United Parcel Service (UPS) and FedEx aren't the only companies moving towards energy-friendly trucking alternatives. For years, FedEx has boasted a hybrid fleet of delivery trucks and just recently, UPS announced the introduction of 150 fuel-efficient plastic trucks into their delivery fleet. This year, Frito-Lay is participating in the environmentally-friendly trend by pledging to introduce 67 trucks designed to run compressed natural gas (CNG). The company eventually hopes that the majority of their lower-range vehicles will run on CNG.
The new, eco-friendly additions to Frito-Lay's fleet of the trucks will save about $2.50 a gallon, compared to diesel fuel. Compared to diesel trucks, CNG-powered vehicles will also help reduce greenhouse emissions by 23%. Before the pledge, the company tested 18 trucks on natural gas during pilot tests. "The good news is that it's a win-win for us," said the senior director of fleet capability at Frito-Lay," both in terms of our sustainability strategy and reducing our costs. The payback for the extra cost of the natural gas trucks is a year and a half, so it's a little bit of a no-brainer. We retire approximately 125 tractors a year, and we plan to replace as many of them as we can with natural gas."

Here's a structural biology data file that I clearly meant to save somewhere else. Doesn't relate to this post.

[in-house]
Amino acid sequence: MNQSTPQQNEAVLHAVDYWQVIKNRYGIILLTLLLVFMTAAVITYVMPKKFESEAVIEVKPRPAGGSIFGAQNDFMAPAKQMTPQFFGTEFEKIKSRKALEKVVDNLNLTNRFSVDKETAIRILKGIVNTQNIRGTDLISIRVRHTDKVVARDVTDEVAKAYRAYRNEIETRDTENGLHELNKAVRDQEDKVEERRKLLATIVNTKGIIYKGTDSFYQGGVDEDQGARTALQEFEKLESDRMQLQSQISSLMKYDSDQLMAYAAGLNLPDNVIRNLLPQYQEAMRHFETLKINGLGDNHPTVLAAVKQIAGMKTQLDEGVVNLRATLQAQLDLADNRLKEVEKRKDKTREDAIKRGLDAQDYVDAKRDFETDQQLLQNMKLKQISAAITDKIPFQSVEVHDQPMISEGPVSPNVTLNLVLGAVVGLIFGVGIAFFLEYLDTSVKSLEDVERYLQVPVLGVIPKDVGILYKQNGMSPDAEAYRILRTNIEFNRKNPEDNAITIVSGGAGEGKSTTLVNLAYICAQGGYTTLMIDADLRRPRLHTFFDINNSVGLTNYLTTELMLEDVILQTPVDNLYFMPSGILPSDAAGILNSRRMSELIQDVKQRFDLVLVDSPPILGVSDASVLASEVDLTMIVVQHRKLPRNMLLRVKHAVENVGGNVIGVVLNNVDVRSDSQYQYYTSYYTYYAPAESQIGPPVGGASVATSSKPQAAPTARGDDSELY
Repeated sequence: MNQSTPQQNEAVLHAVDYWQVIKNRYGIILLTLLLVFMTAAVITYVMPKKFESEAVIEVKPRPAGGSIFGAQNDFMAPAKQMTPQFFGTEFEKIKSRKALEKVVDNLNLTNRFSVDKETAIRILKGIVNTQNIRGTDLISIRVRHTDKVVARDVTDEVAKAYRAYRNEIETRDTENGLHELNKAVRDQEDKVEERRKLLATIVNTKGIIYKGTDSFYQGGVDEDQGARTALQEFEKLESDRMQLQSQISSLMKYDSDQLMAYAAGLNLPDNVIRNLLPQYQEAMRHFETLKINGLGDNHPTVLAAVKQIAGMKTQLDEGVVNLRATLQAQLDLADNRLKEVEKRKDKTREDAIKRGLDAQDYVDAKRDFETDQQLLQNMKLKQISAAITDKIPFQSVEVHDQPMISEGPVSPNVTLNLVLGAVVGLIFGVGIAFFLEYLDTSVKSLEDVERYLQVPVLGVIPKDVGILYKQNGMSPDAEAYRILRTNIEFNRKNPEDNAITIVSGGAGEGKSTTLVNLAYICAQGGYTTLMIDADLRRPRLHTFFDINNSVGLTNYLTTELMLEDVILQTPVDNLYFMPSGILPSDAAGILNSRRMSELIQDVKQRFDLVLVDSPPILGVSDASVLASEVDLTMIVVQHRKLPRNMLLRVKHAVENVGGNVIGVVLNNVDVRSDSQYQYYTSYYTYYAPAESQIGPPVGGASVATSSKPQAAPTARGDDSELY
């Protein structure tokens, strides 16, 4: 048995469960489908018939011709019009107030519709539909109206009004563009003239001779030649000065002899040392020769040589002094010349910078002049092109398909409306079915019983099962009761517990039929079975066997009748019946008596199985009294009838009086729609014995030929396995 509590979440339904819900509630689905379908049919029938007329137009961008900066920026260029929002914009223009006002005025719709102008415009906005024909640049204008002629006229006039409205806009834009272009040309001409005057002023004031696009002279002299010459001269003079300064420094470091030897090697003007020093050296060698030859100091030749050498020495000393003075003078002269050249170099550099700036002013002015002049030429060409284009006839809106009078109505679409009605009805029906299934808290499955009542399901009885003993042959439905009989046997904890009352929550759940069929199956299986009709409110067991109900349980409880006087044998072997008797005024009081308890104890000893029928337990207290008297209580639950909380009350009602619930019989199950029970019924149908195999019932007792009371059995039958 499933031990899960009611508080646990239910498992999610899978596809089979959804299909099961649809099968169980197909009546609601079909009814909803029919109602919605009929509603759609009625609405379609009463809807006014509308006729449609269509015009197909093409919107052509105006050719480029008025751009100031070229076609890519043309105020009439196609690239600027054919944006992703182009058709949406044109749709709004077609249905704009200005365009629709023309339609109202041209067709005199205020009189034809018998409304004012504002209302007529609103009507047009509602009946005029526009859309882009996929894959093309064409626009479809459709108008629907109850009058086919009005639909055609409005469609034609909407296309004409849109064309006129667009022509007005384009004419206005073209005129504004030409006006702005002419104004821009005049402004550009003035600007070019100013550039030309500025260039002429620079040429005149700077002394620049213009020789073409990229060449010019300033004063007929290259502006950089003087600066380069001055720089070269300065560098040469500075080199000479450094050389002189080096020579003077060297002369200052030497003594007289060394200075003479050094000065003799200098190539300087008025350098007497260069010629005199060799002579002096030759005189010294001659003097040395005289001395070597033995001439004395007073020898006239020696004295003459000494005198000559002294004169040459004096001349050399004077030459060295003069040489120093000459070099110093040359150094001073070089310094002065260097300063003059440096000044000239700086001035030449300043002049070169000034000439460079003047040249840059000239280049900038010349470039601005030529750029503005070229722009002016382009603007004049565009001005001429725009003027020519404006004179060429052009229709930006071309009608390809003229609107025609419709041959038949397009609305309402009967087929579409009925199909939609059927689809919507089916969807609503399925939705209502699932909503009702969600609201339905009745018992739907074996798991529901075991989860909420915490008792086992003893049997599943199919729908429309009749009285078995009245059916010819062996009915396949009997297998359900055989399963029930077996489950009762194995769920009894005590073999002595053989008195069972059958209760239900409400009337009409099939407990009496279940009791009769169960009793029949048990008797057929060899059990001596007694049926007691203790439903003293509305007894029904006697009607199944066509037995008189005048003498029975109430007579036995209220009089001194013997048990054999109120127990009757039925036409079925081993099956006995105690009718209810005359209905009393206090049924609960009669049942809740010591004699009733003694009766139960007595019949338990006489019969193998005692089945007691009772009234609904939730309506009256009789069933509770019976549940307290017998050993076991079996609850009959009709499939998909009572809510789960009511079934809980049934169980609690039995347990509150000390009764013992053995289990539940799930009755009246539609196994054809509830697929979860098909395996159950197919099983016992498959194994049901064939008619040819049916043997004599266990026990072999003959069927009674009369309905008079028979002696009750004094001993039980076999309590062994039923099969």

It might take Frito-Lay six or seven years to replace all of their diesel trucks with CNG-power vehicles, but the effort is beneficial to the company and the environment. Surprisingly, Frito-Lay's fleet of delivery trucks (which is owned by PepsiCo) is the seventh largest private delivery fleet in the United States. Thus, any efforts made by the company to help the environment are notable. The fleet of trucks is due to be deployed in the middle of July, which will save the company about 900,000 gallons of diesel fuel every year.
Frito-Lays pledge is only a reflection of America's effort to find environmentally-friendly, affordable, and efficient ways of fueling vehicles. According to the president and chief executive of the truck builder Navistar, natural gas could be accountable for as much as 20% of America's tractor and truck fuel in a year. Converting delivery trucks and tractor-trailer vehicles into more eco-friendly and efficient machines is actually part of the "Pickens Plan" offered by a Texas billionaire. "We have to target the heavy-duty vehicles," he said, "which is where you can get the volume."
The plan is based on several pillars designed to reduce America's dependence on foreign oil. The plan even calls the United States' dependence on oil an "addiction." The Pickens Plan team isn't working alone, though. With the help of companies like Frito-Lay, UPS, FedEx and other eco-minded organizations, the United States can begin developing vehicles that benefit the economy as well as the environment.